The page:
October 20, 2010
From tribal wars to functional silo squabbles, rifts among people that don’t understand the world the same way seem to be a normal condition. Even an affinity for multiple human factions at once does not assure that we’re able to agree with each other. Us-and-them games that consume a great deal of human energy only add to the messy complexity of the modern world and distract us from effective action on our common challenges of Compression.
Trying to overcome this runs into human limitations. Each of us is limited by our time and limited scope of attention. Once convinced that a perspective is “right,” we feel obligated to “defend” it. This makes learning to understand different perspectives an emotional stretch as well as an intellectual one. Like every other skill, learning systems thinking and seeing connections takes practice, and unraveling an infinite knot of potential connections exceeds anyone’s capability. All we can do is practice and try our best.
In principle, the need to live without using excess resources is easily grasped, but keeping up with the interrelated threats underpinning that necessity takes more time than any of us have. Consequently, we have to learn how to collectively integrate a big picture of specifics without anyone really grasping all the detail, like a group assembling a jigsaw puzzle when no one can see all the pieces, and no view of the final picture is complete in every detail.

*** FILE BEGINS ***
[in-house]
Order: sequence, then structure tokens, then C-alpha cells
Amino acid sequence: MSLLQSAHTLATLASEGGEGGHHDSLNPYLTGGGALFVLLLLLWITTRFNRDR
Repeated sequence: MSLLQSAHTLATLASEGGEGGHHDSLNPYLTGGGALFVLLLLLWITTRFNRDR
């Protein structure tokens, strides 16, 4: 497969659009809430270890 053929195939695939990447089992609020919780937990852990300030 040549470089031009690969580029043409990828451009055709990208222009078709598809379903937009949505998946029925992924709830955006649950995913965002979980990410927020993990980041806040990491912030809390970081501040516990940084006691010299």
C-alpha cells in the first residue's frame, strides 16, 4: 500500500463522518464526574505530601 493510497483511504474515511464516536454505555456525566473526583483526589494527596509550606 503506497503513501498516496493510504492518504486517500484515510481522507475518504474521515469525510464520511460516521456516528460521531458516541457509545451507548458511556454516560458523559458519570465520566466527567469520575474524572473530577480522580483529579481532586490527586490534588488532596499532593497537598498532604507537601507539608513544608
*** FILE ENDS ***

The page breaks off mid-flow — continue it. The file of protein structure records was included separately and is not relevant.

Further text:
The figure shown barely starts diagramming the diversity of human mind sets, much less the diversity of nature. Investment bankers and forest rangers are apt to have very different ways of thinking. To contemplate Compression, all start from different frames of reference, or mental models of how the world works. To deal with Compression we must barf those up, and just try to comprehend physical reality as best it can be seen or as best a model can represent it. Even then we can never agree on reality, but at least we’re focused on learning the same thing, and resolving disagreement is a means to learn more about it.
This approach is the core of a constitution for learning alluded to in Chapter 6 of Compression. Any constitution is an agreement on how to resolve our differences, among other things. Unless people can agree on a constitution, explicitly or implicitly, fragmentation and endless dispute are inevitable.